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A closed Waffle House restaurant is seen on September 13, 2018 in Myrtle Beach, South Carolina.

Waffle House is a port in a literal storm. The 24-hour, diner-style restaurant chain, which is based in the South and beloved all over the region for its breakfast staples, is known for rarely shutting its doors. It frequently stays open even at locations in the path of a storm or hurricane like Florence.

That’s part of why the Federal Emergency Management Agency, or FEMA, looks to Waffle House to help it gauge how storms are impacting local areas. Its color-coded Waffle House Index monitors when locations are open, closed, or offering a limited menu.

The restaurant chain works with government agencies including FEMA, according to Waffle House spokesperson Pat Warner. The index, which started in 2004, allows officials to “kind of see how a community is coming back,” Warner says. “They help us by providing power and highway info, so it’s really a partnership.” While many other companies work with FEMA, “we seem to get the spotlight” in the media, he adds.

Waffle House remained strong in the face of Hurricane Florence, which made landfall on the North Carolina coast on Friday and was downgraded to a tropical storm. So far, it’s killed at least four people, according to authorities.

“We’re doing pretty well, though it’s hard to get a good assessment right now,” Warner said when talking to Money Friday evening of how Waffle House is faring. “A lot of our restaurants are open. We have some closing in Wilmington,” on the coast.

The company has developed a hurricane preparation procedure over decades, and even has a Waffle House Storm Center.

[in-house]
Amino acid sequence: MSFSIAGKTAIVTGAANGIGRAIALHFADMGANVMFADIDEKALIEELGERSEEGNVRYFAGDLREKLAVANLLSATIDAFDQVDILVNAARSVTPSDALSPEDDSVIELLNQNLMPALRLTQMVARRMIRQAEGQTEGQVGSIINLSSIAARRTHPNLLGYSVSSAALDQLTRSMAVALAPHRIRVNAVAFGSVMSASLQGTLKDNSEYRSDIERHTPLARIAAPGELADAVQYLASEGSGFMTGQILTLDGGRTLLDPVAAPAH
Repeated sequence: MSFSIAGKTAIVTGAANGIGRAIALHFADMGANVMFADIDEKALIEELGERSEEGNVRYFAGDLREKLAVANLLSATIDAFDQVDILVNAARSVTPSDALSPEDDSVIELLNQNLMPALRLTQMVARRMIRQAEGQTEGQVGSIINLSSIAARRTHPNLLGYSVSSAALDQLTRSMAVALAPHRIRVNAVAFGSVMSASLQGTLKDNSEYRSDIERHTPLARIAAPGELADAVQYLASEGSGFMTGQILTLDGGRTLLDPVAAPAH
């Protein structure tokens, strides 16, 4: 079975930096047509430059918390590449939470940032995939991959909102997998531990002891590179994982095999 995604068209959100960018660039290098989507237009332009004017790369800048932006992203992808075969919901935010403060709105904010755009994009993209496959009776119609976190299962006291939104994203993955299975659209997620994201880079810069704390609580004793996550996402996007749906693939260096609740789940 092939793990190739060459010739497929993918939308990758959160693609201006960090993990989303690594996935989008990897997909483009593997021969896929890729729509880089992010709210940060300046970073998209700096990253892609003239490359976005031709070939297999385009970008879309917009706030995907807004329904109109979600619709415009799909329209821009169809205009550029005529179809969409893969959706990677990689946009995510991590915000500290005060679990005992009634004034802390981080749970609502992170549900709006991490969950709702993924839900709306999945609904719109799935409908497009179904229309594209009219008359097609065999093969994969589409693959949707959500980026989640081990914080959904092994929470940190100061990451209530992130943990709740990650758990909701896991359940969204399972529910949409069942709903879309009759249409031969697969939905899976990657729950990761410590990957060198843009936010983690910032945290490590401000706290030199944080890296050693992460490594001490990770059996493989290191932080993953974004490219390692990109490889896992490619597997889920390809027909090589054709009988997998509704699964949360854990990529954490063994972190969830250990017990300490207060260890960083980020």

“We were tracking the storm all last week. On Monday, we started putting the wheels in motion on three main things: people, power, and food,” Warner says.

Waffle House brings in over 100 people from outside affected markets, known as “jump teams,” to help local staff ride out the storm while they’re focused on loved ones. It supplies power generators and backup food supplies as necessary and once transportation is safe. The leadership also makes its way to the disaster zone: CEO Walt Ehmer was recently in Myrtle Beach, S.C. Executives help make decisions about resources and appropriate responses. They communicate and coordinate with employees back in Georgia headquarters.

Waffle House is more than a spot for a hot meal in these times, too. “We’re that gathering place where people get together to talk about local happenings,” Warner says. “After the storm, we feel like we need to be there. It brings the community back faster.” The overall objective is to return to “normalcy,” as he puts it.

Restaurants generally see first responders and power company employees show up earliest in the wake of a storm.

“You’ll start to see folks getting out more, back at Waffle House to check in on everybody, make sure everybody’s okay, get a good meal,” Warner says. If power is out and Waffle House has a generator, it serves as a hub for people to charge their dead cellphones. And it’s a way for associates to make money when they otherwise wouldn’t be during a critical time. “That sense of community drives us through.”

As for the food, Waffle House has four secret limited menus in place for disasters, utilized based on the situation: a no-power menu, a no-water menu, and two limited menus with a wider range of options that are deployed depending on customer volume.

“With no no electricity, you’re not going to get waffles. We’ll have canned drinks but no fountain drinks. We’ll have a lot of things you can cook on the grill: hash browns, eggs, sausage. Cheeseburgers are big on the no-power menu,” Warner says. (The griddle runs on gas, not electricity.) With no water, waffles are again out, since the equipment requires a lot of cleaning.

Waffle House is famous for its hash browns available in all kinds of topping combinations—”smothered” with grilled onions, “covered” in melted cheese, loaded “all the way.” These humble, inexpensive, yet excellent breakfast dishes, available around the clock, offer a comforting and accessible meal in the middle of a difficult period.

And what’s better for those hunkered down during Florence, Waffle House also cuts its prices during emergencies. Bills are calculated with the lowest tax rate in the local market, and then rounded down from there to the nearest dollar. “Some people might not have credit cards,” Warner explains of the policy. “It makes everything more affordable and easy for everyone.”